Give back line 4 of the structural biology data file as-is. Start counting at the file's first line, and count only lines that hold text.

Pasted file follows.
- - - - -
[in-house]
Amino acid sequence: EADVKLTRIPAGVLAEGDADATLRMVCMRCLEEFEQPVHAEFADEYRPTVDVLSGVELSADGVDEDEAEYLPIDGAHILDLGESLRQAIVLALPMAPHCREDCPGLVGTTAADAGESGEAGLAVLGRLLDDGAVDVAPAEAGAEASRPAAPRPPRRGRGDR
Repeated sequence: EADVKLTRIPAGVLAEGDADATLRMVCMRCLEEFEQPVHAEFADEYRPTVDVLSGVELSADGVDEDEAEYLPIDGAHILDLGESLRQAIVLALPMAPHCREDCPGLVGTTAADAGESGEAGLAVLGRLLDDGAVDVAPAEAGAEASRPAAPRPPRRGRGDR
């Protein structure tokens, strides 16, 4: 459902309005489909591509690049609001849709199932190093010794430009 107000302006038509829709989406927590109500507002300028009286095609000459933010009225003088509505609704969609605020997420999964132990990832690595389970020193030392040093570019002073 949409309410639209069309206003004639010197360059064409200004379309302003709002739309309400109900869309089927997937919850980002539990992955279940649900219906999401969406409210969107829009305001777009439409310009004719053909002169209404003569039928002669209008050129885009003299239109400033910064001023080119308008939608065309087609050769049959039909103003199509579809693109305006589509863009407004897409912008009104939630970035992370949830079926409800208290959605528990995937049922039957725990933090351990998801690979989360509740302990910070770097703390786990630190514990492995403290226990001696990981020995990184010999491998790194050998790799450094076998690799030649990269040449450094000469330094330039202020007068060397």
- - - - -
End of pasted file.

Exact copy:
């Protein structure tokens, strides 16, 4: 459902309005489909591509690049609001849709199932190093010794430009 107000302006038509829709989406927590109500507002300028009286095609000459933010009225003088509505609704969609605020997420999964132990990832690595389970020193030392040093570019002073 949409309410639209069309206003004639010197360059064409200004379309302003709002739309309400109900869309089927997937919850980002539990992955279940649900219906999401969406409210969107829009305001777009439409310009004719053909002169209404003569039928002669209008050129885009003299239109400033910064001023080119308008939608065309087609050769049959039909103003199509579809693109305006589509863009407004897409912008009104939630970035992370949830079926409800208290959605528990995937049922039957725990933090351990998801690979989360509740302990910070770097703390786990630190514990492995403290226990001696990981020995990184010999491998790194050998790799450094076998690799030649990269040449450094000469330094330039202020007068060397």